yellow squash neapolitan

This is a pretty easy and just plain pretty dish. using sauce that you have previously made and a few pantry stapes and this becomes super easy. who doesn't love easy this time of year?

  • 2 - medium yellow summer squash or zucchini
  • 2c - all purpose flour
  • egg wash (3 eggs whisked with 2 tbsp of water)
  • 1c - vegetable oil (and keep it handy you probably will need to add a bit more)
  • 3c - marinara sauce (your own, even your favorite jarred sauce)
  • 1-2c - good quality shaved Romano cheese (if you don't like Romano, use Parmesan)
  • fresh basil leaves (this time of year it is usually pretty common)
  • oregano
  • garlic powder
  • kosher salt & freshly ground pepper
  • optional: extra virgin olive oil OR balsamic vinegar glaze (be sure you have glaze and not just the vinegar!)

prepare the egg wash and put into a shallow bowl. Place the flour into a shallow bowl and stir in 1 tbsp of dried oregano and 1 tbsp of garlic powder.

cut squash into 1-1.5" rounds.

to flour the squash, dip the rounds into the flour, coating each side well, then into the egg mixture again coating each side and then into the flour once more. grab a cooling rack and place it on a sheet tray. place floured rounds on the rack, this will allow them to dry a bit before giving them their oil bath.
when you are ready to fry, heat the vegetable oil in a medium to large frying pan--you want to have about 1" of oil in the bottom of the pan, regardless of size). you will want a big enough pan where you can do four rounds at a time and have space in between each of the rounds. check the oil with a wooden spoon handle--place the handle into the middle of the pan, when the oil begins to produce small bubbles, the oil is ready.

as rounds become golden brown and soft in the middle (touch them with your finger to check doneness) remove them from the pan and place back on the rack to let them drain. sprinkle them liberally with salt and pepper as soon as they come out of the oil.

taste one, or two...they're good, no?

when you're ready to assemble the neapolitan, warm the sauce and have the cheese and basil leaves at the ready. place a squash round down on a plate, top with a tablespoon of sauce, a basil leaf and a piece of shaved romano cheese. repeat this three times (four if you're daring) and voila, you have a pretty and tasty neapolitan that lifts up the humble squash to something beautiful and delicious. drizzle each with a bit of balsamic vinegar glaze for a pop of acid. if you aren't fond of the acid drizzle, use the extra virgin olive oil--but only a little bit.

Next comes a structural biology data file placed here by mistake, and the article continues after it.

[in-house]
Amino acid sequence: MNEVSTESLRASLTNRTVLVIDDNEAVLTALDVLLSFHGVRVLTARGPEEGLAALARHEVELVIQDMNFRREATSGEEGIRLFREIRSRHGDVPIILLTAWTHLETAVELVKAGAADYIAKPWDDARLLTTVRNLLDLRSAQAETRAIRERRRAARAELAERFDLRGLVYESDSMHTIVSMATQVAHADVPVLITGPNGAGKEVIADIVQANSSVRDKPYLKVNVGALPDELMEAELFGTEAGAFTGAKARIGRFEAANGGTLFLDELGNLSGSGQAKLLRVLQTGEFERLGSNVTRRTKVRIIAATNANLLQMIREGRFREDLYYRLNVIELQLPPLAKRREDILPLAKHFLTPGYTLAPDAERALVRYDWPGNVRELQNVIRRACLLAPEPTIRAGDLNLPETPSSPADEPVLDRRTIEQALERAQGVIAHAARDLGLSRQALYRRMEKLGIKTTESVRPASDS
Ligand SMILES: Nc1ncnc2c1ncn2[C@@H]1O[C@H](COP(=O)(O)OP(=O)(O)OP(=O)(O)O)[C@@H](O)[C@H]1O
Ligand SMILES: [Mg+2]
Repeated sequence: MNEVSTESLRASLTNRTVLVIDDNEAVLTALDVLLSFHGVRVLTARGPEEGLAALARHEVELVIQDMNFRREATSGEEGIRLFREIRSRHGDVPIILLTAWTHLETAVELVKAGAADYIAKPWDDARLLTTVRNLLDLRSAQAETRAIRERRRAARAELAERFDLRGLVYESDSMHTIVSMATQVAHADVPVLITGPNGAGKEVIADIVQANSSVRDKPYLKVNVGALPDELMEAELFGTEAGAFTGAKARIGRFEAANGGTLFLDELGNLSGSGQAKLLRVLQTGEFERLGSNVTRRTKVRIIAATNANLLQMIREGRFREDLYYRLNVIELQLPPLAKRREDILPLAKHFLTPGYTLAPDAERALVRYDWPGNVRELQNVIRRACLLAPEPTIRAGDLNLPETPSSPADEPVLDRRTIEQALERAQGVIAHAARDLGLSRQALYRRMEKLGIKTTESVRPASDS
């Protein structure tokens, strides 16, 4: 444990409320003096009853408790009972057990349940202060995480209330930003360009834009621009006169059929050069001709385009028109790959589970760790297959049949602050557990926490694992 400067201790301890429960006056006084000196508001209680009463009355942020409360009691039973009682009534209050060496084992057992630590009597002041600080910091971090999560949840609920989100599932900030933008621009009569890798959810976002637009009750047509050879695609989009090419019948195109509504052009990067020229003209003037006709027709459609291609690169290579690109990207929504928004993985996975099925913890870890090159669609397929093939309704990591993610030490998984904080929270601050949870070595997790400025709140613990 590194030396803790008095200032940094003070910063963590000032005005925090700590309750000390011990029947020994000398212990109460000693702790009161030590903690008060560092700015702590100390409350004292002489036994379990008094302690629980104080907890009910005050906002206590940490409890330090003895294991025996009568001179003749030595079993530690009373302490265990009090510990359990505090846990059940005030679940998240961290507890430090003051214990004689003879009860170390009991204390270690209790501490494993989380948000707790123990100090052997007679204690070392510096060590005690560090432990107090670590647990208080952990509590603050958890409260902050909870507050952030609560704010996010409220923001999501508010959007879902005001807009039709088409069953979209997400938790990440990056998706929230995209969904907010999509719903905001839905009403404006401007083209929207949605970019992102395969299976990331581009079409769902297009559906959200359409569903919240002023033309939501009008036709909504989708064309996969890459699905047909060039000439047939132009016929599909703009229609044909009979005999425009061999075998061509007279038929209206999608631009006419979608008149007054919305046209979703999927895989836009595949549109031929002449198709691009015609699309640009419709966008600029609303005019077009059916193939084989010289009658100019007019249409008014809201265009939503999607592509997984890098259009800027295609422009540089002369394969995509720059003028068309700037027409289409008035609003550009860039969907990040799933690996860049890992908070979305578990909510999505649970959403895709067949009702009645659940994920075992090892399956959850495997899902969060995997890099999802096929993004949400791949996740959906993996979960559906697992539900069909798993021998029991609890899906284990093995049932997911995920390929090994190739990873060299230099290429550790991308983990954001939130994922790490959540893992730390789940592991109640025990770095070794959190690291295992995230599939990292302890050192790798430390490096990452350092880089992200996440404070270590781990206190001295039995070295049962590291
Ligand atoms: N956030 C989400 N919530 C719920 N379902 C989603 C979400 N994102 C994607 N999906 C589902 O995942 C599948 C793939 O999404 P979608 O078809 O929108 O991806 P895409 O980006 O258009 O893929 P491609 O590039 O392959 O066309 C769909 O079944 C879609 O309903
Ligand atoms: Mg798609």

you can easily make the rounds ahead of time, allowing them to cool and then placing them in the fridge. you can warm them gently in the microwave (no more than 2-minutes) when you are ready to assemble the lovely stack.

if you don't feel like making a stack, you don't have to..but it is pretty cool.


Tuesday, July 20, 2010


"the best way to start is to just start.."

i dislike that expression, my disdain for it probably comes from the fact that it is a good, solid piece of advice and that alone is good reason for me not to like it. don't get me wrong, i don't have oppositional defiance disorder (more on that in a bit) but it does take me a while to take the counsel of others if I think I know the 'right' way. chances are you are nodding your head right now.

let me take a minute to explain my intentions behind creating the 'hungry heart' blog. i am regularly amazed by food and the power it has to heal, soothe, comfort, excite, even enrage and harm. food can be polarizing, yet it can unite. how can you not be amazed by something that is, to many, a physical necessity and a emotional touchstone? there is no place like the spot where a meal is being shared: it is a 'site' that can be created anywhere, anytime, and the only requirement is a couple of people and some shared sustenance. yet a meal, no matter how simple or humble, is so much more than the sum of it's parts. i love that there is a recognition of this today, or maybe a resurgence more than a recognition. cultures more ancient than ours recognized the power of a shared meal long ago; we all seem to be moving back to the table with the understanding that it is one of the most important ways to become part of something bigger than just ourselves.